Toshiba is taking a page out of Apple's book with an upcoming music player for the Japanese market that bears more than a passing resemblance to Apple's iPod.
The Gigabeat MEG50JS, launching in Japan on 22 June, is a palm-sized aluminium alloy device which, like iPod, features a round controller and a backlit square display. Like the first iPod, it features a miniature 5-gigabyte (GB) hard drive, which Toshiba says is big enough to hold about 1,000 five-minute MP3 or WMA music tracks. (The current iPod model uses a 10GB hard drive.)
Design similarities aside, the Toshiba device has several significant differences from iPod that stem from the lack of FireWire connectivity. IPod uses FireWire -- found in all newer Macintosh computers -- to quickly transfer tracks as well as to recharge. Gigabeat relies on USB 2.0, which is quickly appearing in newer PCs, for fast data transfer. The technology is backward-compatible with the ubiquitous USB 1.1 standard.
USB 2.0 transfers data at 480 megabits per second (Mbps), compared with FireWire's 400Mbps and a mere 12Mbps for USB 1.1. Toshiba says the connector can shift a CD's worth of tracks in about 30 seconds.
Since USB conveys relatively little power, the device uses a separate AC adapter, and can charge up in three and a half hours, according to Toshiba. Gigabeat contains a lithium ion battery that lasts for about 18 hours of continuous play without the screen backlight on, Toshiba said.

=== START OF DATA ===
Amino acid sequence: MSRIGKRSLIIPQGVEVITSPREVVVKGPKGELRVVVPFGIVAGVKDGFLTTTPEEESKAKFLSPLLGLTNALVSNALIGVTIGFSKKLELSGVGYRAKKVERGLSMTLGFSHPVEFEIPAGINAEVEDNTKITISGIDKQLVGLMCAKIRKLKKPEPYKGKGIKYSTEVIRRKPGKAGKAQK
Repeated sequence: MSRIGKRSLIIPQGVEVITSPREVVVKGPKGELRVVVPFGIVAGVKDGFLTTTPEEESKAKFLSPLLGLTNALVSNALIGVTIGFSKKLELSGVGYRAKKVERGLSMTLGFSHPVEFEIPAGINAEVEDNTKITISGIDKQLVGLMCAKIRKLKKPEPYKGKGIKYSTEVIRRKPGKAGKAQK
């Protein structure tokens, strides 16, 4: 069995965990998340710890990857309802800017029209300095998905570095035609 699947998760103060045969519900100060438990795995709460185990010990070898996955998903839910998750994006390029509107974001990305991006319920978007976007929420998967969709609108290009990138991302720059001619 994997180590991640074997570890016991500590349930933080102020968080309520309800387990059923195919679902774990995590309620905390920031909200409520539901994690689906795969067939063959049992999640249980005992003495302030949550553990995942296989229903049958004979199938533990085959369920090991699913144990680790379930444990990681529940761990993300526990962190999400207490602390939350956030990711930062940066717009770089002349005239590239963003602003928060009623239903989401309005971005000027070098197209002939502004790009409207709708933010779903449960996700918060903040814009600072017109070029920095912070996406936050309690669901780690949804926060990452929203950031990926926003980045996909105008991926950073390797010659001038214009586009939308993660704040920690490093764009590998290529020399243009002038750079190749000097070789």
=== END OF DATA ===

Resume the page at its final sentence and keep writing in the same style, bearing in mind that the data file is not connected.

Gigabeat is built around a miniature hard drive wrapped in a PC Card, so that it can be ejected and plugged into a laptop or any desktop machine with the interface. Users can also swap out different cards for extra memory, although the problem is unlikely to crop up right away.
The device measures 7.2cm x 2.2cm x 11.2cm and weighs 235g with the drive inserted. By comparison, iPod weighs 185g and is about 1cm less in width and height. The 160 x 120 pixel display uses a menu available in Japanese, English, French, Spanish and German, Toshiba said.
Gigabeat will cost 50,000 yen (about £270) at launch in Japan, including a 5GB hard drive. Drives will also be available separately in 2GB and 5GB models, costing 20,000 yen and 40,000 yen. Toshiba said that the device would eventually be sold in the US and Europe but representatives were unaware of a European launch schedule.
Toshiba manufactures the hard drive found in Apple's iPod.